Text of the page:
Author + information
- Received November 4, 2008
- Revision received April 6, 2009
- Accepted April 7, 2009
- Published online September 1, 2009.
- Adriano Caixeta, MD, PhD⁎,
- Martin B. Leon, MD⁎,
- Alexandra J. Lansky, MD⁎,
- Eugenia Nikolsky, MD, PhD⁎,
- Jiro Aoki, MD, PhD⁎,
- Jeffrey W. Moses, MD⁎,
- Joachim Schofer, MD†,
- Marie-Claude Morice, MD‡,
- Erick Schampaert, MD§,
- Ajay J. Kirtane, MD, SM⁎,
- Jeffrey J. Popma, MD∥,
- Helen Parise, DSc⁎,
- Martin Fahy, MSc⁎ and
- Roxana Mehran, MD⁎,⁎ ()
- ↵⁎Reprint requests and correspondence:
Dr. Roxana Mehran, 161 Fort Washington Avenue, 5th Floor, New York, New York 10032
Objectives Five-year clinical follow-up has been scheduled per protocol by the 4 Cypher (Cordis/Johnson & Johnson, Warren, New Jersey) sirolimus-eluting stent (SES) versus bare-metal stent (BMS) randomized trials.
Background A delayed arterial healing response after drug-eluting stent implantation has raised concerns about the long-term safety of drug-eluting stents.
Methods In a pooled analysis of 4 randomized trials, 1,748 patients were assigned to receive either an SES (n = 878) or BMS (n = 870).
Results At 5 years, there was no significant difference in the rate of death, myocardial infarction (MI), or the composite of death/MI between the 2 groups (15.1% in the SES group vs. 13.6% in the BMS group; p = 0.36). The 5-year incidence of stent thrombosis by the Academic Research Consortium definition did not differ between SES and BMS (definite/probable stent thrombosis, 2.1% vs. 2.0%; p = 0.99). The incidence of very late stent thrombosis was also similar between the SES and BMS groups (1.4% vs. 0.7%; p = 0.22). The annualized rates of definite/probable stent thrombosis after 1 year were 0.4% for SES and 0.2% for BMS. The 5-year incidence of target vessel revascularization was significantly lower in the SES group (15.2% vs. 30.1%; p < 0.0001).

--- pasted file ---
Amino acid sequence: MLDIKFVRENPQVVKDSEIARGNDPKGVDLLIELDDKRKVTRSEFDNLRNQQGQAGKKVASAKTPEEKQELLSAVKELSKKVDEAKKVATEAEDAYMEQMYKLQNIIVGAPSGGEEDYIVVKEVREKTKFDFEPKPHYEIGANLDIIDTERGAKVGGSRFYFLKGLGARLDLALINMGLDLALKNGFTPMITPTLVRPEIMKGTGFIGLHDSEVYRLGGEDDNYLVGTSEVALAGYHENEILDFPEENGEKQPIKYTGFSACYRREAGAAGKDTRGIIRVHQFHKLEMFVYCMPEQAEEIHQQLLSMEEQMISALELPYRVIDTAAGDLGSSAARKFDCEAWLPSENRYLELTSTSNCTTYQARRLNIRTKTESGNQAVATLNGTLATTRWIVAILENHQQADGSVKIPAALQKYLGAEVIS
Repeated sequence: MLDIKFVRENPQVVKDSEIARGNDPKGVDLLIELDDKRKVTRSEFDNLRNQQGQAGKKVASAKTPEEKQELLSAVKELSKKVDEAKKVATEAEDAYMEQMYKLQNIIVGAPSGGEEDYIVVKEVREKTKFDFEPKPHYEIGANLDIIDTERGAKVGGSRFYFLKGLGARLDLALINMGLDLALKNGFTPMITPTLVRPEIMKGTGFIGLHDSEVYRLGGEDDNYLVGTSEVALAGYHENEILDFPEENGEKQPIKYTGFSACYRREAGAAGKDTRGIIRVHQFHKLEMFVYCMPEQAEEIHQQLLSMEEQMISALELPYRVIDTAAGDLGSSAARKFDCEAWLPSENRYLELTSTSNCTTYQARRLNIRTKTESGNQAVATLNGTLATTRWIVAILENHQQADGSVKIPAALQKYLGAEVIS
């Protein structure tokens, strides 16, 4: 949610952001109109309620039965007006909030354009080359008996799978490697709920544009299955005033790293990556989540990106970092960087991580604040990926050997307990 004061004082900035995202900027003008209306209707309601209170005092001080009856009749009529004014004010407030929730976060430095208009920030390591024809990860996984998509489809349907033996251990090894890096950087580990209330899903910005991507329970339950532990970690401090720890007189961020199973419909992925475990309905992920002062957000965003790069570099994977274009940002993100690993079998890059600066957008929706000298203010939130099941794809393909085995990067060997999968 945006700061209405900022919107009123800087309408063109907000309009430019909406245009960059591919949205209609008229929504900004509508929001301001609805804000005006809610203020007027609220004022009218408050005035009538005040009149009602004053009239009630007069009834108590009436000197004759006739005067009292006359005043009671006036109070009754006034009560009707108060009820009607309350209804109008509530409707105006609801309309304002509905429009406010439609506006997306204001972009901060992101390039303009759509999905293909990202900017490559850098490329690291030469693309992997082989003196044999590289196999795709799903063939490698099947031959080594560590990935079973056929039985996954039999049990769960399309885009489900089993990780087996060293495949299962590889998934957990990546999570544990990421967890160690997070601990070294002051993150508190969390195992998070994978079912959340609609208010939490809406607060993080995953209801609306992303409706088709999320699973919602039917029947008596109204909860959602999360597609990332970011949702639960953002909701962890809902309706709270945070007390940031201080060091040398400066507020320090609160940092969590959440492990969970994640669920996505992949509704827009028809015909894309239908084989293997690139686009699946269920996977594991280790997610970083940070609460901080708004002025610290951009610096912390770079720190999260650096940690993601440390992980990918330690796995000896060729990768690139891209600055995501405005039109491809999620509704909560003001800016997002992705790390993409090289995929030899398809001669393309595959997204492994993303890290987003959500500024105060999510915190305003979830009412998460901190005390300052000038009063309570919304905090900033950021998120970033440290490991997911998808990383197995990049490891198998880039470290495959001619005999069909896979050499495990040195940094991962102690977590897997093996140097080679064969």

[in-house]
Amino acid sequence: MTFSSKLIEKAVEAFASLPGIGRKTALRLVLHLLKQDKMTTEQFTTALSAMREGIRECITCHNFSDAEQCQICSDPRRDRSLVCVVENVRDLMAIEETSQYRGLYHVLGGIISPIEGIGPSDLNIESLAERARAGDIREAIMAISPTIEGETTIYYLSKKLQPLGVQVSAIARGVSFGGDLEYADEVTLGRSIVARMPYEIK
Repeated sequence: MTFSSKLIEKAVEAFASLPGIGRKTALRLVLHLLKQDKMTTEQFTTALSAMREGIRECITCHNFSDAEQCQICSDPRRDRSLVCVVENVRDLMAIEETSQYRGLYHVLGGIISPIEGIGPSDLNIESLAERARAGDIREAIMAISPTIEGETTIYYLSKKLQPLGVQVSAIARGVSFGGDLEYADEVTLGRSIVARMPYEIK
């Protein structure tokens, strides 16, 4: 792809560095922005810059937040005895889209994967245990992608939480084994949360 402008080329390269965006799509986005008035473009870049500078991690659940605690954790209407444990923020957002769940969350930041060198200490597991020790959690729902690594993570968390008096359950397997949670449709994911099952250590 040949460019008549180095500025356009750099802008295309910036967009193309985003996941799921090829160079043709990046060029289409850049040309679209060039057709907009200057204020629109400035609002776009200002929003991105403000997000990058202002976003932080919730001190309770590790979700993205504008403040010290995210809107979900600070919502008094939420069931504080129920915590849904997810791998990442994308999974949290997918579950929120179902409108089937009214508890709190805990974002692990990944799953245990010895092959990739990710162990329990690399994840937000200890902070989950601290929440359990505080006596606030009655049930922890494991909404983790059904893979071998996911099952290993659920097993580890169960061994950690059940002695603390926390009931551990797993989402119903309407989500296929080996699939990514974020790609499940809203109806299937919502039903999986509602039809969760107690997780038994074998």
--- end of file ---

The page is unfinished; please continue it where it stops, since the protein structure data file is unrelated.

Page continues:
Conclusions In this patient-level pooled analysis, overall use of SES compared with BMS demonstrated persistent superior efficacy at 5 years in terms of a reduction in target vessel revascularization, without an increase in rates of death, MI, or stent thrombosis. (The Initial Double-Blind Drug-Eluting Stent vs Bare-Metal Stent Study, NCT00233805; The Study of the BX Velocity Stent in the Treatment of De Novo Artery Lesions, NCT00381420; Study of Sirolimus-Coated BX VELOCITY Balloon-Expandable Stent in Treatment of de Novo Native Coronary Artery Lesions [SIRIUS], NCT00232765; The Study of the BX VELOCITY Stent In Patients With De Novo Coronary Artery Lesions, NCT00235144)
Dr. Leon, within the last 12 months, was a member of Cordis/Johnson & Johnson Science Advisory Board. Dr. Lansky received a research grant from Cordis/Johnson & Johnson. Dr. Moses has served as a speaker for Cordis/Johnson & Johnson (minor). Dr. Schampaert has served as a speaker (honoraria <$10,000) with Cordis Canada/Johnson & Johnson and Boston Scientific, and was on the Advisory Board of Cordis/Johnson & Johnson, Boston Scientific, Eli Lilly, Sanofi-Aventis, and GlaxoSmithKline. Dr. Kirtane was a consultant (advisory board/lecture fees) for Abbott Vascular and Medtronic Cardiovascular. Dr. Mehran received research grants (significant) from Abbott Vascular, Cordis/Johnson & Johnson, Boston Scientific, and The Medicines Company, and has served as a speaker/consultant (modest) for Abbott Vascular, Cordis/Johnson & Johnson, Medtronic, Lilly/Daiichi Sankyo, and The Medicines Company.
- Received November 4, 2008.
- Revision received April 6, 2009.
- Accepted April 7, 2009.
- American College of Cardiology Foundation